During pregnancy there are various reasons to be extra careful about what you eat – it is important to know which foods are safe to eat and which you need to avoid. Some foods contain toxins which could lead to defects in your unborn baby, others contain food-borne bacteria which could weaken your immune system and cause damage to the foetus. Make sure most foods you eat are cooked and when choosing a recipe be selective about what you eat to protect your baby against harmful bacteria and damage while it’s still developing.
Another important point to remember when selecting what to eat is the nutritional value of the food you are feeding your baby. Getting enough vitamins and minerals in your daily diet while pregnant such as folic acid, iron, vitamin C and vitamin A to name a few, are crucial for proper development of your baby.
There are many foods to avoid when pregnant, most doctors will advise pregnant women to stay away from certain fish, raw meats, raw eggs, soft cheeses, sprouts, pate, unwashed vegetables, and many more foods discussed below.
Certain fish (such as shark, marlin, southern blue fin tuna, orange roughy and swordfish) contain high amounts of mercury that is accumulated in their fatty tissue – pregnant women should avoid eating large amounts to avoid neurologic damage to your growing baby. Your growing baby has a sensitive developing nervous system and while it is not clear how much seafood one would have to eat to experience harmful effects, it would be best to avoid these fish. Also other raw seafood that women should avoid altogether are oysters and uncooked sushi.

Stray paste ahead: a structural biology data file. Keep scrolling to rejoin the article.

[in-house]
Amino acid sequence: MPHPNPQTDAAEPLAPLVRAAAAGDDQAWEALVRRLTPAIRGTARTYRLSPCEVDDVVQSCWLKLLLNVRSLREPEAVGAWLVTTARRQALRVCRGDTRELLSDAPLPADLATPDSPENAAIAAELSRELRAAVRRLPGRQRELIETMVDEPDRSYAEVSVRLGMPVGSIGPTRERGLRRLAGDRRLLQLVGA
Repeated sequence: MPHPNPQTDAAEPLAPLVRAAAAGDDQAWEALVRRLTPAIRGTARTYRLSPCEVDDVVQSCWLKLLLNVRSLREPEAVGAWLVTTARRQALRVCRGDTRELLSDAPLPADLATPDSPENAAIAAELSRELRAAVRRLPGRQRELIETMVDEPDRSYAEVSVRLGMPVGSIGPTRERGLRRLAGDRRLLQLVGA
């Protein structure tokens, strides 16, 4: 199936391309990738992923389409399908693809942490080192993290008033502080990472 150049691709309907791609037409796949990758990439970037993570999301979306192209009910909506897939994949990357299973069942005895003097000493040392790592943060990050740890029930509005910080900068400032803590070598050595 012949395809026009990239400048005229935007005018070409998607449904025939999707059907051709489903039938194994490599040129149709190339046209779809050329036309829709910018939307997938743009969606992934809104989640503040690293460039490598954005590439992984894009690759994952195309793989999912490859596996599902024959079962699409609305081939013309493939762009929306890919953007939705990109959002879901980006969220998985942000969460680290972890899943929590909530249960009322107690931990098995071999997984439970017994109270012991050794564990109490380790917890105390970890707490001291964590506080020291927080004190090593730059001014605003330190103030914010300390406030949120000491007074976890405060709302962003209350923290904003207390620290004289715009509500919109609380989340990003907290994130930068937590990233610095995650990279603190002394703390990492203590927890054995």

Perhaps the thought of raw eggs never crossed your mind but they can be a source of salmonella. Foods that contain raw egg include mayonnaise, caesar salads, eggnog, hollandaise and certain batters like those used for cookie dough. To reduce the risk of salmonella, remember to cook your eggs before eating them in any meal.
Raw chicken should be avoided at all times, but more so during pregnancy. Eating or coming into contact with surfaces that have had raw chicken prepared on them can transmit salmonella. Even cold chicken from the night before should be heated or cooked again to destroy any traces of salmonella.
Whether it is a rare steak, or an uncooked meat dish, raw meat has the capability to cause serious damage to your unborn baby. Raw meat should be avoided when pregnant as it can cause a parasitic disease called toxoplasmosis or E. Coli infection. This can result in a potential intrauterine foetal infection. Other dangers that may result from eating raw meat are coliform bacteria and salmonella.
Soft cheese such as blue cheese, feta, brie, camembert, cottage, ricotta, Latin-American soft white cheeses and any unpasteurised milk or foods made from unpasteurised milk should be avoided during pregnancy as they may contain the bacteria, Listeria. This bacteria is very harmful to your unborn baby and must be avoided. While adults with Listeria quite often show no symptoms it could cause life-threatening complications to the foetus or newborn. Listeriosis has been known to trigger miscarriage, premature births and blood poisoning. It is best to avoid this food type when pregnant and consume only after birth.